When I first heard this song, I thought, this is weird; Yogi's voice sounds a lot like Ray Wilson's. This is déjà vu for me. Once upon a time, I was listening to Spastic Ink when I thought the vocalist sounded an awful lot like Daniel Gildenlow. It turns out this really was good old Danny boy. Don't mean to toot my own horn, but I've done it again. It's been confirmed that this really is the tender voice of sweet Sugar Ray. It seems Yogi heard Ray playing in concert. When he wrote this song, he just knew Ray's voice was perfectly suited for it. He asked Ray if he would like to sing this single and voila, we have a match. Whether fostered by Ray Wilson or raised by RPWL, this is welcome in either home. I think we'll all agree. This track adds a certain sense of balance and assists in further augmenting the album's diversity. It's a great song and Ray's voice is the right one baby, aha.
This song takes the same direction as U2 in How To Dismantle an Atomic Bomb, which is odd considering the proximity of their release dates. There is a commonality in the bombastic nature of this song and U2's Vertigo. At the same time, this is unquestionably RPWL. It's a great track that brings the popular and progressive together.
3 Lights
Even though the band has only been around for a few years, I can honestly say this is classic RPWL. This would fit appropriately on the God Has Failed album. I'd be flabbergasted if I found out this was not recycled from material written back in the day. That's strictly going on comparison. This is by no means a hand-me-down and it's as good as anything from that album. The choruses alone are incredibly clean and comprehensible. This one goes a little longer than the others. The extra portion is damn near neo-progressive.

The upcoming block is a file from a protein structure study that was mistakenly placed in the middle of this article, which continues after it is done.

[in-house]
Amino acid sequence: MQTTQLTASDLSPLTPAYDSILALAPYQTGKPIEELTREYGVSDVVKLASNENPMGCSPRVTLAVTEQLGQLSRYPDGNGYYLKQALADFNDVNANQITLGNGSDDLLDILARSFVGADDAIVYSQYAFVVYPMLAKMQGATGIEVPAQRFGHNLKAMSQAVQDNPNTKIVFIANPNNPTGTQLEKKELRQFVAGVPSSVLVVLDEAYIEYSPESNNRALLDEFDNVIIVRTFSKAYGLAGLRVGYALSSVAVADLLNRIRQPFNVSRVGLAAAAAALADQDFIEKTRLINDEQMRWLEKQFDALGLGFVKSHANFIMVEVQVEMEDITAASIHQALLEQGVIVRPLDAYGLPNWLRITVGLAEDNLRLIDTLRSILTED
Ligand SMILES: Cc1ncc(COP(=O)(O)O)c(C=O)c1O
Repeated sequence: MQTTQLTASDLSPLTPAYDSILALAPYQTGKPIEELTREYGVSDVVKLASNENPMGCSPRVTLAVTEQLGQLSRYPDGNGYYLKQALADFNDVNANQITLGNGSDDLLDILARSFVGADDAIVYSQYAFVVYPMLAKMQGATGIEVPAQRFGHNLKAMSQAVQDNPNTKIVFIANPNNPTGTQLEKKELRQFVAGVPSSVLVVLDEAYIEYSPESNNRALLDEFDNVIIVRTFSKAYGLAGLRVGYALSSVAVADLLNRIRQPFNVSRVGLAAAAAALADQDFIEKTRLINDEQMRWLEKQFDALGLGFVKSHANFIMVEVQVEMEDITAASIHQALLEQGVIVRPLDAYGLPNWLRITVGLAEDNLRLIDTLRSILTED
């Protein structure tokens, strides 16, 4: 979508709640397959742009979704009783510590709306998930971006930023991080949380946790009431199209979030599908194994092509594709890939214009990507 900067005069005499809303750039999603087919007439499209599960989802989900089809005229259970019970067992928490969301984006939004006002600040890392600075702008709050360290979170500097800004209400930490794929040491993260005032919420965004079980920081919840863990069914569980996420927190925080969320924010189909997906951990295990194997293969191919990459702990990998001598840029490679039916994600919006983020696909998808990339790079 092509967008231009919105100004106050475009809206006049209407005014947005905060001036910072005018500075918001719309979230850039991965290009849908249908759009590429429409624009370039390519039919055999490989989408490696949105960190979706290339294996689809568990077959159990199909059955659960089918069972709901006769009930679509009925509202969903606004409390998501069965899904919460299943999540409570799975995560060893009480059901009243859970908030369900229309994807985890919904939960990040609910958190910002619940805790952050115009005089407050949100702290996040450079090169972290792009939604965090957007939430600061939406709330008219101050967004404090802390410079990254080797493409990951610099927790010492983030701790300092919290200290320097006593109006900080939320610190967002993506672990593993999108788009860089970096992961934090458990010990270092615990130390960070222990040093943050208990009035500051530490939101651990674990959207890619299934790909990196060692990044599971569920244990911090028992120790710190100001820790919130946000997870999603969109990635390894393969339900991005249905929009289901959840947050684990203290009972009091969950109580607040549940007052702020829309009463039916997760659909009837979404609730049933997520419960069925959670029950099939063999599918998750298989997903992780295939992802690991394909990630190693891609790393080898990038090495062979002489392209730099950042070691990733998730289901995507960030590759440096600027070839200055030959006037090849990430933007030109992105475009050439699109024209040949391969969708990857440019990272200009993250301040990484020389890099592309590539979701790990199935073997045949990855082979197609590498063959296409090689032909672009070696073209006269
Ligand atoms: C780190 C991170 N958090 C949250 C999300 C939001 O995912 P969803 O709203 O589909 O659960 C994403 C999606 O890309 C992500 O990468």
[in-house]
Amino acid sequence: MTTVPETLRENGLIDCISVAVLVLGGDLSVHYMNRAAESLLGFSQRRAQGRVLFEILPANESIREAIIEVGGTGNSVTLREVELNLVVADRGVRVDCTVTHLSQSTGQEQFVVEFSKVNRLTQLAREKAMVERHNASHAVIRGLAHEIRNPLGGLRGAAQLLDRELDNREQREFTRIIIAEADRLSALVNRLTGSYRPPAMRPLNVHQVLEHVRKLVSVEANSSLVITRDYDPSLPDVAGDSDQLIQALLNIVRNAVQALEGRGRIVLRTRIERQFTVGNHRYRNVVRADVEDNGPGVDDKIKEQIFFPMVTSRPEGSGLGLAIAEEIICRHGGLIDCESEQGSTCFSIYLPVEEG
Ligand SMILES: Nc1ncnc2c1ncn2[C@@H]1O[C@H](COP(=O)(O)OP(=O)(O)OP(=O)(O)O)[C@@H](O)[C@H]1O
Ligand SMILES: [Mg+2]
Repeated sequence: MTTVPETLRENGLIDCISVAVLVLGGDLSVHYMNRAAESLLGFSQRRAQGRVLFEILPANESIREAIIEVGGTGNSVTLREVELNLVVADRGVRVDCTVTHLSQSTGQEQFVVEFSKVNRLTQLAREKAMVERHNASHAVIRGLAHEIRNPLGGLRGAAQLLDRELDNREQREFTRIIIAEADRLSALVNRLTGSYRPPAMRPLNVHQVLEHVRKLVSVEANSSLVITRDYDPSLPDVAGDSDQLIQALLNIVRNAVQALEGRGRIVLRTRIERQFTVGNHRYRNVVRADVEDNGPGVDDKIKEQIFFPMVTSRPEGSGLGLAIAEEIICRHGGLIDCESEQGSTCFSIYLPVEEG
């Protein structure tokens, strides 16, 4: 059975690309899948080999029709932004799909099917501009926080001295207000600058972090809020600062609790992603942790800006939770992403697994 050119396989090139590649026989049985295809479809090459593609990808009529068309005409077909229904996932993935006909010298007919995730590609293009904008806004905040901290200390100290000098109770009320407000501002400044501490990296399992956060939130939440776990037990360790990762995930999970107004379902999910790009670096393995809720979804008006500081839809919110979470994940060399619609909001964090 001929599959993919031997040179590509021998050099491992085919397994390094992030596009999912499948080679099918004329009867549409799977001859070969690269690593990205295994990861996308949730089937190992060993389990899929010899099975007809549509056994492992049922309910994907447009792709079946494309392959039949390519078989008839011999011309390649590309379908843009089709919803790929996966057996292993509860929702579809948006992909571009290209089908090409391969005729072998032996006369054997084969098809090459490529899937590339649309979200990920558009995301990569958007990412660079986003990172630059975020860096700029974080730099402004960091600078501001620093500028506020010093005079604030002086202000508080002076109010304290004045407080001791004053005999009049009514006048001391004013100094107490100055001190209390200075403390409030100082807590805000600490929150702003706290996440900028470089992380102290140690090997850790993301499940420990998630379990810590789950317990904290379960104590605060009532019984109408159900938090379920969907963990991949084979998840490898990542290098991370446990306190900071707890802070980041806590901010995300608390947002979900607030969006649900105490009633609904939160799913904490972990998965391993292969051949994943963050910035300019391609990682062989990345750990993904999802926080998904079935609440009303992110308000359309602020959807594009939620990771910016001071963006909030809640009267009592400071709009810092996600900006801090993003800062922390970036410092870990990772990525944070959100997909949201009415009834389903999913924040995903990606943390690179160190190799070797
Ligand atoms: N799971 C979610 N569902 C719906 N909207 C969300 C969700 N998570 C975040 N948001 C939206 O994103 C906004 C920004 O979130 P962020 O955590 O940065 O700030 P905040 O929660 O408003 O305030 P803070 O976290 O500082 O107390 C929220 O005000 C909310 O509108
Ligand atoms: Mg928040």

Sea Nature
Like the first track, this is a cross between U2 and RPWL. It also incorporates a jackpot of jazzed-up elements. The pot is left to simmer with this ideal combination of spice and ingredients. The assorted sounds and ideas are coherently combined. They culminate on the range with warmth and affection. The result is a bowl of scrumptious jambalaya containing gobs of yummy goodness.
Day On My Pillow
This bittersweet ballad is a combination of RPWL's God Has Failed, The Beatles, and Oasis. Some moments, especially the bass, remind me of Transatlantic's Suite Charlotte Pike, others integrate influences from the Orient and India.
World Through My Eyes
This large and lethargic beast is slow to grab you, but once it gets you in its grasp, it's hard to break free. The title track passes the 10 minute mark before it fades off to oblivion.
Wasted Land
I like each and every song, but if I was hard-pressed to choose a favorite, this would be it. I enjoy the crafty melody, the compelling beat, and all the calculated instrumentations. This trumped-up track drives like a high-performance luxury sedan pushed to its limit. When it comes to a rest, vapors pour out this vehicles' roasting engine.
Bound To Reach The End
This is such a great choice to finish the album. I wouldn't put the song in any other slot. Yogi stated that they planned to put a 15 minute epic in this position, but when the album came together, they just didn't have the room. For those interested, the missing track comes in the special edition minus a few missing minutes. That may be one bonus worth checking out. Fortunate for us, the standard edition is utterly idyllic. I wouldn't change one second of it. For a group that has already given so much to progressive rock in the past few years, World Through My Eyes may actually be their most charitable contribution.